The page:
Oklahoma oil and gas

Oil pumps and hay bales in rural Oklahoma.

(The Center Square) – The coronavirus pandemic brought slowdowns and shutdowns to Oklahoma's energy industry, but 18 months later, business is returning to stable ground.

"What's really getting very busy is the service sector, the demand for services to maintain existing oil and gas wells," Dewey Bartlett, president of Keener Oil and Gas Company, told The Center Square. "During the last few years, when prices were extremely low, a lot of maintenance on wells was deferred, it didn't make sense to do it. Now the demand for services to fix things is really high."

Success in the energy sector equals a positive jobs outlook.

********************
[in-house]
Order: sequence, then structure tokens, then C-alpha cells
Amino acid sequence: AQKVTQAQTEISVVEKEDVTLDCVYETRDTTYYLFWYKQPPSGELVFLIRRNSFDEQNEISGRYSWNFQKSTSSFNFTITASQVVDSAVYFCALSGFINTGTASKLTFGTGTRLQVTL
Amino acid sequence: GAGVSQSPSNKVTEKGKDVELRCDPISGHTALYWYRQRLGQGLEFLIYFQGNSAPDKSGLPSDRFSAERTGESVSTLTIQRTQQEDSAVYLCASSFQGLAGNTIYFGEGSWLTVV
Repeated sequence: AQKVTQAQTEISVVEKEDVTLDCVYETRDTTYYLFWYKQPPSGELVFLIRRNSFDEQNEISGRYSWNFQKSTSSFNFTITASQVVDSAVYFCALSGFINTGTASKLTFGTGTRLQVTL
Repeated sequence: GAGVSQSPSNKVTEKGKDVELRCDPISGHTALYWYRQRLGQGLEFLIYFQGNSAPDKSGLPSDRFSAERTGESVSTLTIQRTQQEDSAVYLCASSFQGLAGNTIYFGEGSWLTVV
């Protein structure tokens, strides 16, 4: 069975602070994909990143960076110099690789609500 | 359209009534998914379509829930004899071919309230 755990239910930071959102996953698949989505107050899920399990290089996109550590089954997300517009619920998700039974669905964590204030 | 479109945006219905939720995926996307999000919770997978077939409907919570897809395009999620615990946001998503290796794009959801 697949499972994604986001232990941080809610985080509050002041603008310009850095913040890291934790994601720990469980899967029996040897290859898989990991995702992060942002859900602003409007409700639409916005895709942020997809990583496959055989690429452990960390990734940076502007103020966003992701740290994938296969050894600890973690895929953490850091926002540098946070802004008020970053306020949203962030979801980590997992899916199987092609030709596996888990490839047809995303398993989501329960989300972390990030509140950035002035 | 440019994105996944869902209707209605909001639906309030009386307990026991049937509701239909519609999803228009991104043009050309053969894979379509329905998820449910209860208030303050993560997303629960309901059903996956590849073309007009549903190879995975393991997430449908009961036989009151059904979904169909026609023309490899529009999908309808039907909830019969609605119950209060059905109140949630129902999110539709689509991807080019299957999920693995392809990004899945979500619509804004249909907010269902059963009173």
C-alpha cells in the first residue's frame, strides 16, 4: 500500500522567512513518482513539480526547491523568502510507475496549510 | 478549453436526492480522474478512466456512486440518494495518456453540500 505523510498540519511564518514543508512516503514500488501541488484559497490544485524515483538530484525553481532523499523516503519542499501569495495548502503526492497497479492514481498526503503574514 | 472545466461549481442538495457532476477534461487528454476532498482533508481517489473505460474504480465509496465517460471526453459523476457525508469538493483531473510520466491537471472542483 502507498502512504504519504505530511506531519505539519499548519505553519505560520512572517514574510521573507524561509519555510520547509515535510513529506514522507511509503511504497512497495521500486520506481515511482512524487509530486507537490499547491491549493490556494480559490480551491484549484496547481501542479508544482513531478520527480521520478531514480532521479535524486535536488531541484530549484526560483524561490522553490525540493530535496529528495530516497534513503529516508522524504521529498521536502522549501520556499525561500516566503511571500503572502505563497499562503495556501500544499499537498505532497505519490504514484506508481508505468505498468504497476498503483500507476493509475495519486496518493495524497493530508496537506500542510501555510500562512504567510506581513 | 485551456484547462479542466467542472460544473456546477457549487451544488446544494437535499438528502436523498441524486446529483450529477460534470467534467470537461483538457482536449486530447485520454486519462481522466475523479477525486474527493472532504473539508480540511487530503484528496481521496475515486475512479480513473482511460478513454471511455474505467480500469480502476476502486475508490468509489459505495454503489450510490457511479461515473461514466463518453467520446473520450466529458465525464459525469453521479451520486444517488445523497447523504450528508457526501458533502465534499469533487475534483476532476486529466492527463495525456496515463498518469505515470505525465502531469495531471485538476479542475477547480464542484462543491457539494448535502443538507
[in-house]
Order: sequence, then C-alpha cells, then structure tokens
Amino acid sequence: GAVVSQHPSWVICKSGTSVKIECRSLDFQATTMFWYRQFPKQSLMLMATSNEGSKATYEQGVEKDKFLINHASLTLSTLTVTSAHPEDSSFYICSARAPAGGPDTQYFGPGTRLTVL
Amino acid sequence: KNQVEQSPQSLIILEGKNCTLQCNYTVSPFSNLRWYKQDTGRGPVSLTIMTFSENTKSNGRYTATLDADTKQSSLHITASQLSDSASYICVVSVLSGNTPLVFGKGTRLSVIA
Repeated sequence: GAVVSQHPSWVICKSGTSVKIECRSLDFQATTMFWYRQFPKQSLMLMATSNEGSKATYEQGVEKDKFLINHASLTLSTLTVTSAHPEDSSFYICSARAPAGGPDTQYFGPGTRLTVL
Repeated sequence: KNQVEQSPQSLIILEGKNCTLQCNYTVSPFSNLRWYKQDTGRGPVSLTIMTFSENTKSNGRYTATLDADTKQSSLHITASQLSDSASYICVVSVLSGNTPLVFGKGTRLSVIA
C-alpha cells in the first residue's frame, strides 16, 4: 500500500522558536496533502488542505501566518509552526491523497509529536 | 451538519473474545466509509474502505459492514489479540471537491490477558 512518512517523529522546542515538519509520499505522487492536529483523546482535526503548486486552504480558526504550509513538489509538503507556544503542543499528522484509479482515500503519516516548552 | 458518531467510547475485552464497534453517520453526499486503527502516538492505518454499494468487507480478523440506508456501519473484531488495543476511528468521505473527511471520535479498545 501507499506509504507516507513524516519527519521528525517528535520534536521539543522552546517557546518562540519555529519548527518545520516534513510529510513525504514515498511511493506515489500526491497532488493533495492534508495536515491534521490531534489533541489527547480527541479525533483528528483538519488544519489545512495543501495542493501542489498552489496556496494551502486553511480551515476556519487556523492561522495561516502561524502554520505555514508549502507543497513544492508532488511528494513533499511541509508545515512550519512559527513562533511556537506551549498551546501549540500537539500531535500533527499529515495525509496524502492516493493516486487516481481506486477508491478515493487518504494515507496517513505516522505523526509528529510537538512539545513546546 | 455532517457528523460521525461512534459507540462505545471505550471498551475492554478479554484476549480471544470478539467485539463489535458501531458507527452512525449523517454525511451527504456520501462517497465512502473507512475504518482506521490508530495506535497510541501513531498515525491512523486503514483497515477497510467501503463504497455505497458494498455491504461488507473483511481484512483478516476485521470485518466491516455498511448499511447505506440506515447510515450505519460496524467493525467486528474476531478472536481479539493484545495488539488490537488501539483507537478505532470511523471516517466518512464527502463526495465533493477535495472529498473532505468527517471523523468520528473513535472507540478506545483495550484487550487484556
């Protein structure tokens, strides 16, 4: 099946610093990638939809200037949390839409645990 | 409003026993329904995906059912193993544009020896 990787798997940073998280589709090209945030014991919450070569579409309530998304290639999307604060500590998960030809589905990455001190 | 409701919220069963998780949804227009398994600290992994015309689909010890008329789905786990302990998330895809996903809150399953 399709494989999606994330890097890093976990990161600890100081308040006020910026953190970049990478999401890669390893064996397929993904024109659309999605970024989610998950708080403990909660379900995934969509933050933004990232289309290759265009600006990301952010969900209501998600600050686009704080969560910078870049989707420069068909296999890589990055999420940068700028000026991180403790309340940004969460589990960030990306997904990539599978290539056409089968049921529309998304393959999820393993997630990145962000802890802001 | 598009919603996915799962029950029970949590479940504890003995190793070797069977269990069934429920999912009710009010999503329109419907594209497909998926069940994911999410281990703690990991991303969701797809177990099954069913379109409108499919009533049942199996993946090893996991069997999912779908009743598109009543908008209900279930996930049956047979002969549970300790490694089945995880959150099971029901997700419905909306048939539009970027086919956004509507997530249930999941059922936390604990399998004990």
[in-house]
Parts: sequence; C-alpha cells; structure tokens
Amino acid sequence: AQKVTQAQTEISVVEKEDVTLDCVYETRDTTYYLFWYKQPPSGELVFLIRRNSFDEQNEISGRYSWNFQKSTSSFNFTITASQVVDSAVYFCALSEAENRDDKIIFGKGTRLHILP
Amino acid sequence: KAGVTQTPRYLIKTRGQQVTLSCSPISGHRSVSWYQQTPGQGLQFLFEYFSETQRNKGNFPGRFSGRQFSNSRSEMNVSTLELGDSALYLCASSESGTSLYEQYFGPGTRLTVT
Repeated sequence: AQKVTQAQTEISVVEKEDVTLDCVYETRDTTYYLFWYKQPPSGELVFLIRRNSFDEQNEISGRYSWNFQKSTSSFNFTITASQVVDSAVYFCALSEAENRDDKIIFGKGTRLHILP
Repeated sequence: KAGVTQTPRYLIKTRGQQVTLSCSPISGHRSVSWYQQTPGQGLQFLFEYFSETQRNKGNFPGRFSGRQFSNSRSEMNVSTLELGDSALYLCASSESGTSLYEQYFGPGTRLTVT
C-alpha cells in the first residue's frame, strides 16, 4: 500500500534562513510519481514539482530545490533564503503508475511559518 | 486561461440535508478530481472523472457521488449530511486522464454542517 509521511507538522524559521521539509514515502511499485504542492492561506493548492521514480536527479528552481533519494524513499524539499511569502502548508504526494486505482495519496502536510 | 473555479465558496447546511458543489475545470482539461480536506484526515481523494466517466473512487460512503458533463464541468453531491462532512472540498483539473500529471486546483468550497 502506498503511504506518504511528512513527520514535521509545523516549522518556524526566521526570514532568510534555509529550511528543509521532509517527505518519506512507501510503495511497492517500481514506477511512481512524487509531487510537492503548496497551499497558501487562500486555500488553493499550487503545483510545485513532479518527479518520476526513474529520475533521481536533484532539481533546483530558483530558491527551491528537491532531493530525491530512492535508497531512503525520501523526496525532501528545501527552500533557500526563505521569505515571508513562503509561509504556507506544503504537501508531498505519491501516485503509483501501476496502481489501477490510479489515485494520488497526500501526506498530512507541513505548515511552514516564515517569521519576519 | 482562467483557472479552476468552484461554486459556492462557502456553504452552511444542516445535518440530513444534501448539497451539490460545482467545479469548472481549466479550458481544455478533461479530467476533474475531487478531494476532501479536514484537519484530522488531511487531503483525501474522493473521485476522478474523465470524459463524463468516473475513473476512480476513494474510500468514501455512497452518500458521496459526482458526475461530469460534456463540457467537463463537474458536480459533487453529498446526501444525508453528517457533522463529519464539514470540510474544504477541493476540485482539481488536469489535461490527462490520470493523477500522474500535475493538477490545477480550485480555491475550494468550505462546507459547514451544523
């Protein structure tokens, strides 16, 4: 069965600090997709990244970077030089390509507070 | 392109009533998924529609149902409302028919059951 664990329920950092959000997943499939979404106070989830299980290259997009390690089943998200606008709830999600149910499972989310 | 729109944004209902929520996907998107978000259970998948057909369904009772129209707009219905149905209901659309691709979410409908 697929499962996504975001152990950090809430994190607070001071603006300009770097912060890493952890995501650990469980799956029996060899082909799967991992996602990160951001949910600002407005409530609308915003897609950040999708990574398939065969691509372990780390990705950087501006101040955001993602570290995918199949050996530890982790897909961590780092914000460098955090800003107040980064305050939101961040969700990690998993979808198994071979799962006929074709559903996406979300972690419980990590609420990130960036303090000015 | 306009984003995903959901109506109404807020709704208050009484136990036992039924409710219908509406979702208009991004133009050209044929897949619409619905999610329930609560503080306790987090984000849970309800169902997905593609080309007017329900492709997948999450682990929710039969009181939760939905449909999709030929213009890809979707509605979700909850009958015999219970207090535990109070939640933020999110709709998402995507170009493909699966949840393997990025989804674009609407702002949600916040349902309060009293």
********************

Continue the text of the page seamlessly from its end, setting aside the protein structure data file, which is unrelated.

"It certainly helps create jobs," Bartlett said, "Again, the demand not only for the service sector, but also because companies are willing to put wells back onto production, hook up wells that have been shut down for a period of time, leads to a demand for new people to do a variety of things for a variety of wages."

Bartlett said that getting wells back up that hadn't been producing for a while will also provide increased revenues, which is also good for the state of Oklahoma. Benefits are also coming to royalty owners that own mineral rights in the wells that are now being put back online.

"I think the future is going to be very good for the industry, but so much of it depends upon the administration, if they're going to be successful in trying to slow down, and in many cases, eliminate the production of oil and natural gas," Bartlett said. "If they get realistic, then the future looks very good for the industry, certainly for the next several years."

Bartlett said there is a demand for oil and gas products, and as more entities plan to rely on alternative energy sources for electricity, such as solar and wind and hydro, contingency plans will have to be made that rely on the consumption of natural gas as a backup.